I agree with those schools which have made it plain that they want nothing to do with the new Basic Competency Assessment (BCA).
The system is no different to the one it is supposed to replace, the Territory-wide System Assessment (TSA). Primary students doing the TSA had to do a lot of practising and drilling for tests.
A teachers’ union leader has accused the Education Bureau of failing to respect the views of the schools on the BCA, views which are based on their professional expertise. There is nothing wrong with monitoring students, but the BCA is not the right way to go about it, because it will still lead to them being subjected to drilling.
It is not just school heads who complained about TSA and now BCA, teachers and parents have also expressed their opposition to these assessments. The drilling that results from them puts primary students under a lot of pressure. The bureau is failing to focus on the needs of these primary students.
The high suicide rate among students illustrates the need for the government to change the education system. It needs to find the right way to help students improve.
Yumi So, Yau Yat Cheun
Green groups must heed housing woes
Hong Kong’s housing problems are getting worse and it is difficult to see how they can be eased, given the shortage of suitable land and the policies of the government.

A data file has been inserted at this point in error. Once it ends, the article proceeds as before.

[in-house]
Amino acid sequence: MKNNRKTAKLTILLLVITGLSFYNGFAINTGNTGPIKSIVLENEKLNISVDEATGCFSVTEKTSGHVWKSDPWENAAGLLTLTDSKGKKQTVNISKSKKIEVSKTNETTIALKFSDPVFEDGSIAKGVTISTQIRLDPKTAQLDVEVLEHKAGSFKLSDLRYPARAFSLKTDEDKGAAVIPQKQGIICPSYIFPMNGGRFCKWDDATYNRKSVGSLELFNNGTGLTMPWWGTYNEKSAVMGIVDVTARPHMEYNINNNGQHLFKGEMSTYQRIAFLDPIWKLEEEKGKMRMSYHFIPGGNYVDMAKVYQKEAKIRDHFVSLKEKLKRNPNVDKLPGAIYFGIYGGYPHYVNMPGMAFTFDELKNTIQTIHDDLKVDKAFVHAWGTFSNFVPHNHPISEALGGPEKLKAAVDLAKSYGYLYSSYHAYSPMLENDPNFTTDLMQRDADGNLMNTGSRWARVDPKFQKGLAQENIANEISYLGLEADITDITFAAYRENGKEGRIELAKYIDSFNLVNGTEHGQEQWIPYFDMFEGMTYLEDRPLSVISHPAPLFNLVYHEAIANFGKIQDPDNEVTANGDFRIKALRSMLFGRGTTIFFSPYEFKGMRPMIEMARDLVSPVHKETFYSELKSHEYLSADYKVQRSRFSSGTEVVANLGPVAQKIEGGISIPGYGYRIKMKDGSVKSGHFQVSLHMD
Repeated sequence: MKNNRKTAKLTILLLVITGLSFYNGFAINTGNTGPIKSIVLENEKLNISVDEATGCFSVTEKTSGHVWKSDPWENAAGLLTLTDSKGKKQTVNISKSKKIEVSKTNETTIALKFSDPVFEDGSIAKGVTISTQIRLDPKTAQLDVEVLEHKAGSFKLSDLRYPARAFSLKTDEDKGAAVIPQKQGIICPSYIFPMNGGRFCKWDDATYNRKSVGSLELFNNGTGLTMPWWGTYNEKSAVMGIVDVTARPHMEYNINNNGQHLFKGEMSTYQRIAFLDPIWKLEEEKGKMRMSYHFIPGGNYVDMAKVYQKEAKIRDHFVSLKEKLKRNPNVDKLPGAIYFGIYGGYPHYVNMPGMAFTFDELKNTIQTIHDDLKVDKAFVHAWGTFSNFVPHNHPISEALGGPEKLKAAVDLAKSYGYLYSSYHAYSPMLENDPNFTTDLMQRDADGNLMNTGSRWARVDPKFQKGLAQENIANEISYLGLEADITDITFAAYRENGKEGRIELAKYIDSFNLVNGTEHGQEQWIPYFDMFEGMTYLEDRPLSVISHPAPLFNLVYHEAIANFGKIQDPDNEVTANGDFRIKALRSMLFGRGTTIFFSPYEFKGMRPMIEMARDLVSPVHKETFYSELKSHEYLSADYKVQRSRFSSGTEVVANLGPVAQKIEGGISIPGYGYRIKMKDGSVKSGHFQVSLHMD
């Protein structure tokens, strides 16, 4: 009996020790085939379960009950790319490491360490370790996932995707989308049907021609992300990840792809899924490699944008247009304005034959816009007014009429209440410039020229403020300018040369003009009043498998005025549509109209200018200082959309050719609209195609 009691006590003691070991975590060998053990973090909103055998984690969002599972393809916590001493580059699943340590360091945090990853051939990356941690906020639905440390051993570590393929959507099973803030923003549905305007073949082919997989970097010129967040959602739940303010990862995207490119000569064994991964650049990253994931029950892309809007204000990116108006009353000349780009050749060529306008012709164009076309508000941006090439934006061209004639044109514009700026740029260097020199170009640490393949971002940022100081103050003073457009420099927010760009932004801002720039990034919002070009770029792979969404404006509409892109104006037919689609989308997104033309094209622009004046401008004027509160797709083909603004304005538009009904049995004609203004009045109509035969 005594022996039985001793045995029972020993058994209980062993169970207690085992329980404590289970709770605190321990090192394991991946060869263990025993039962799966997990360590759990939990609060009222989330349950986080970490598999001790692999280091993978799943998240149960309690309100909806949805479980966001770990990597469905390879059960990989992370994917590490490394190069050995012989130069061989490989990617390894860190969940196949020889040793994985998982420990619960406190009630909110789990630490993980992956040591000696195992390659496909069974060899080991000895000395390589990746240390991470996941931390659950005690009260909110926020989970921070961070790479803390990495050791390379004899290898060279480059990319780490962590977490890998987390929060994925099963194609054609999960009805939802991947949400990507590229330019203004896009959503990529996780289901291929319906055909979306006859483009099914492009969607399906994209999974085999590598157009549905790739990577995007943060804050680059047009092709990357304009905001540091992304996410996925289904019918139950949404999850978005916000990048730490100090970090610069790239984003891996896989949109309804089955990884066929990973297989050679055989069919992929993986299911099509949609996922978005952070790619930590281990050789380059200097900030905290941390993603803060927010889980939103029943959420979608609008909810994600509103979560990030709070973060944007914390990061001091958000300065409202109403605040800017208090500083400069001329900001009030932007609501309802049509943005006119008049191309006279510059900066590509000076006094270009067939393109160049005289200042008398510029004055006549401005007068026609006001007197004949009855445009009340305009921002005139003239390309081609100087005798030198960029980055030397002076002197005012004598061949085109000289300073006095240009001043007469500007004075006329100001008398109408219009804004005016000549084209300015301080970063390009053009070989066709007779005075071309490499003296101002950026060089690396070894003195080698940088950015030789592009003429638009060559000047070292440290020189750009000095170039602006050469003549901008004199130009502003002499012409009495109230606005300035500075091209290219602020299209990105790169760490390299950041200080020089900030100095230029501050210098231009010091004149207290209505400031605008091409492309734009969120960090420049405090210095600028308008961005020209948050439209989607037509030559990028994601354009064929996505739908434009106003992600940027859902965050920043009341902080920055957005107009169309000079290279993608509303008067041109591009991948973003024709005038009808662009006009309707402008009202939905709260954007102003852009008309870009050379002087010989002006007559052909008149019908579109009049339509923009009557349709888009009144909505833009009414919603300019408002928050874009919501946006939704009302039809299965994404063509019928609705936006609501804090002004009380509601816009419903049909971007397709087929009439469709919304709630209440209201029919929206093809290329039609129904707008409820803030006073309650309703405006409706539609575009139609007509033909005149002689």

So many citizens cannot afford a mortgage and are forced to pay high rents.
The administration has to find ways to build more housing, including thinking of new reclamation work, even though this could damage some marine ecosystems. The government’s priority should be to improve the livelihood of Hongkongers.
There have also been calls to build flats on some areas of country parks, and environmental protection groups have spoken out against this.
However, these organisations should recognise the city’s desperate need for more homes and how having enough flats is linked to the future development of Hong Kong.
We need, as a society, to look at all the issues connected with housing policies and try to find a solution.
Jordan Chan Wai-tsun, Hang Hau
Recycling plan better than waste charge
Hong Kong generates an enormous volume of refuse every day, which is why the government has proposed a charge for municipal solid waste.
Critics say this will place a financial burden on low-income and middle-class families, and could therefore end up being counterproductive.
It would have been far better to introduce a comprehensive recycling programme instead of this charge. Surely the government’s primary aim is to reduce volumes of waste at source, rather than introducing a scheme that earns it revenue.
Many citizens complain about current recycling policies, saying that the recycling bins around the city and in housing estates are often misused. For example, some cleaners throw all rubbish together, including the contents of recycling bins, and it all ends up in our landfills.
The government has to come up with a better plan than this proposed waste levy.
Lo Man-lok, Po Lam